Holy water? Check. Rosary? Check. Crucifix? Check. Missal? Check. Thurible? Check. Right, it's off to the polling station I go.
So, guess which one I voted for?
In fact, I got to vote twice today, once in my own right, and once to cast a proxy vote for a family member who had fallen down some stairs and sprained his ankle. He gave me explicit instructions how to vote in both the local and general elections, but he added a request that I adorn his ballot paper with a rude and naughty poem about Ed Miliband. Apparently, this would not invalidate the vote, but I didn't fulfil that request. Maybe that puts me in breach of electoral law? I don't know.
An unfortunate (double) lookalike. Fr Ted and Nicola Sturgeon.
It was a glorious day as I walked along the street to the polling station. I passed a yellow sign telling me to vote Lib Dem, then a red one for Labour, and a blue one for Conservative, and a green one for, er, Green. No UKIP ones, as it happened. Surely they couldn't all be right? No, of course not.
The election literature gave me a clue: "Joan Tharg cooks a delicious baby for her dinner. Fred Barg helps a constituent raise the money to send his granny off on a surprise trip to Dignitas. Alex Warg explains lesbianism to the St Vincent's Primary School Reception Class. Mohammed Xarg raises £5,000 for ISIS." I was beginning to suspect that all my candidates were grossly unsaved.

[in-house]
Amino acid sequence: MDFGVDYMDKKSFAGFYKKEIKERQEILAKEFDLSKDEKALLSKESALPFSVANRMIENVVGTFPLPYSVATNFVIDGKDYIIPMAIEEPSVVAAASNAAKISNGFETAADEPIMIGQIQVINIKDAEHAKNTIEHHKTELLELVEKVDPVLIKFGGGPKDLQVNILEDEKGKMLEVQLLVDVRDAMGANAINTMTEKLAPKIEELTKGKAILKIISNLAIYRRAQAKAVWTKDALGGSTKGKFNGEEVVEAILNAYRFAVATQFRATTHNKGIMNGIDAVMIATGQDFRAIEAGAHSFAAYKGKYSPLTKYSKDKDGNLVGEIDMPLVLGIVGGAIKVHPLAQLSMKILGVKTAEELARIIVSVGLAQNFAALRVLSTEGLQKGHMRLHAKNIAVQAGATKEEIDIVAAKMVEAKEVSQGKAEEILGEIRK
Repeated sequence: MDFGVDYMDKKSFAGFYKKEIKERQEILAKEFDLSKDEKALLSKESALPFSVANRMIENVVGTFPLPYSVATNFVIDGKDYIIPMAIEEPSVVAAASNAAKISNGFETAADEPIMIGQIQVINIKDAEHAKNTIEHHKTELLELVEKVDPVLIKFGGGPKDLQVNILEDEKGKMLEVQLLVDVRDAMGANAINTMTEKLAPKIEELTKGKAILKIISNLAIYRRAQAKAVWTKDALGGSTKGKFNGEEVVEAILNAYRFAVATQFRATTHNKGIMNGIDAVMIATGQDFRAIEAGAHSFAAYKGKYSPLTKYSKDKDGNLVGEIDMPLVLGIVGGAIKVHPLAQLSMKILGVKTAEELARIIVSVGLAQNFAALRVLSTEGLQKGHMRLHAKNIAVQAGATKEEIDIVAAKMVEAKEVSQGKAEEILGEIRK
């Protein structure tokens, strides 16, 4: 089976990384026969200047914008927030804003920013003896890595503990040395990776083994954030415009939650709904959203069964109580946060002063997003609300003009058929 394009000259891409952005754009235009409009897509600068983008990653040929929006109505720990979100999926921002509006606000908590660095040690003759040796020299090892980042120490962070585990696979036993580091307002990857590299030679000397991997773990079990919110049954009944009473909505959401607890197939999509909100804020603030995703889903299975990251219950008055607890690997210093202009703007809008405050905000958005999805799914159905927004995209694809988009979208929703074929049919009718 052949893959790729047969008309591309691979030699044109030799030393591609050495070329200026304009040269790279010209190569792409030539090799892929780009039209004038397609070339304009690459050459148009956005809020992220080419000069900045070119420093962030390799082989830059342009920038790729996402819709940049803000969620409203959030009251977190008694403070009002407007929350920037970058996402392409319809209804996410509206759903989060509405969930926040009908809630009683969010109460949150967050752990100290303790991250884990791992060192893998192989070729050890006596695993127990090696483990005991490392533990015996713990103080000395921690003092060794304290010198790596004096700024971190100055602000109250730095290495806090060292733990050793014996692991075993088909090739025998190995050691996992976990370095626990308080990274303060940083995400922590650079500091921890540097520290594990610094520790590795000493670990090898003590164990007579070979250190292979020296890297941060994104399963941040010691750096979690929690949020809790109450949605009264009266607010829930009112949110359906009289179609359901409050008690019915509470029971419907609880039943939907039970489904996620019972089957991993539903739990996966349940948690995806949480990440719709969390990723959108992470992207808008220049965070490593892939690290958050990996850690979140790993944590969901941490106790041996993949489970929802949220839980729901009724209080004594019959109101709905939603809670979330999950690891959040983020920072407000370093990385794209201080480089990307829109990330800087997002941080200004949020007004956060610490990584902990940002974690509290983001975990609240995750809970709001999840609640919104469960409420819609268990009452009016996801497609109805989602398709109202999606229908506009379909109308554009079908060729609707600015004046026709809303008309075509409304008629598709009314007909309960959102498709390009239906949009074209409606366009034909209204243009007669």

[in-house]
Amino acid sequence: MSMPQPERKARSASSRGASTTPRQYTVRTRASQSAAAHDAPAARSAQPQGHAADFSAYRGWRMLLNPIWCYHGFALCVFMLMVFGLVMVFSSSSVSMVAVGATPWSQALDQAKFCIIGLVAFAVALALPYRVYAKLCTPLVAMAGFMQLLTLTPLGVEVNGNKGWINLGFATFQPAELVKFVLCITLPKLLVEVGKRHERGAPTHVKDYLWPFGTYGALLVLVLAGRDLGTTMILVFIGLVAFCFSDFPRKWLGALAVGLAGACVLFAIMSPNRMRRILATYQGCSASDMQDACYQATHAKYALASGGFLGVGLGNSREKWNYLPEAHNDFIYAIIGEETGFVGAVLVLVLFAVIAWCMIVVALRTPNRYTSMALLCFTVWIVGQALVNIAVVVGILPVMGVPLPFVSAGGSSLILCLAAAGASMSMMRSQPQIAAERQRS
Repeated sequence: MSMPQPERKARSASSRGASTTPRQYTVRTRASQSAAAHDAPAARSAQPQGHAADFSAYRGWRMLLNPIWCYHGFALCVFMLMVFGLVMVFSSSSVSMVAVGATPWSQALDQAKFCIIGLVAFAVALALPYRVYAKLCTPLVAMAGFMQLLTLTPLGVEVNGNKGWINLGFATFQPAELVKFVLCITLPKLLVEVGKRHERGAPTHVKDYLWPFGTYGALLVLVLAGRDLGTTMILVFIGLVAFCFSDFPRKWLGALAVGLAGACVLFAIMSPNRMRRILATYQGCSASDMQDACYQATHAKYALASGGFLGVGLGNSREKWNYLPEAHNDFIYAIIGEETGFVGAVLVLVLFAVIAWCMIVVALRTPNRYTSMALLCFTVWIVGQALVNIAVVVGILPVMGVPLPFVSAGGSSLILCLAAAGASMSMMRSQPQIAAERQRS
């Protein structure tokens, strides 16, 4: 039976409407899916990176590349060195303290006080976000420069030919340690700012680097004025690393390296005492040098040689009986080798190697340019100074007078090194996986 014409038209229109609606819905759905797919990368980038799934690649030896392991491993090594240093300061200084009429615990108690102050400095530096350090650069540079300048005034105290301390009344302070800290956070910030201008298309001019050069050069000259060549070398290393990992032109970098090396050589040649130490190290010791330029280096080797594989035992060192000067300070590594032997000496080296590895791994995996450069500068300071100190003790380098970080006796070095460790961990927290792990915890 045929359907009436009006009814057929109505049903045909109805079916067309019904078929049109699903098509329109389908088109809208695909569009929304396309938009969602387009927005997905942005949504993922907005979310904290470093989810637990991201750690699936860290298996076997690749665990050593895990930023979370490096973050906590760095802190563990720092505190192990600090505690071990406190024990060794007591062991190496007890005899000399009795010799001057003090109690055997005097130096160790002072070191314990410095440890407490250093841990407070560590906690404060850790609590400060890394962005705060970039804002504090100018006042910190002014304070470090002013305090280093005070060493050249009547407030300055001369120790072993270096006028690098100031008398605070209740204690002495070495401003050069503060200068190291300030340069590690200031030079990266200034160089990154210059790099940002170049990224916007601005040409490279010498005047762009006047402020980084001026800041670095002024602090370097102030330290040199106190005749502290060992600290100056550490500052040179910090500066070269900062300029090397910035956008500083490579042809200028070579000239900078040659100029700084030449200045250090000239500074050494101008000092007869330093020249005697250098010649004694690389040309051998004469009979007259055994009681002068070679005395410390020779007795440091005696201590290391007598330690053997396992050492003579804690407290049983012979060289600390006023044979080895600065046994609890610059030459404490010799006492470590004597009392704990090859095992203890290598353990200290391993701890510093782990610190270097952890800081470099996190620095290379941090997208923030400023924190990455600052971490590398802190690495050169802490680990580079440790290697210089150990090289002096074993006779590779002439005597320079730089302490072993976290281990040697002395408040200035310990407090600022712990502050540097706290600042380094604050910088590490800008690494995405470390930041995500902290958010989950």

The "Savedometer" for analysing the swing between saved and unsaved candidates.
In the end I did find one candidate who was slightly saved (let's say, more saved than Professor Tina Beattie but less saved than Bishop Mark Davies), and voted for him. However his leader is definitely a very unsaved person. My only consolation was that my vote could only make a real difference if the majority in my constituency was 0 or 1. But it's not a happy day for a saved person.
As the old story has it, we shall have three possible hymns to choose from tomorrow:
Now thank we all our God. O God, our help in ages past. God moves in a mysterious way.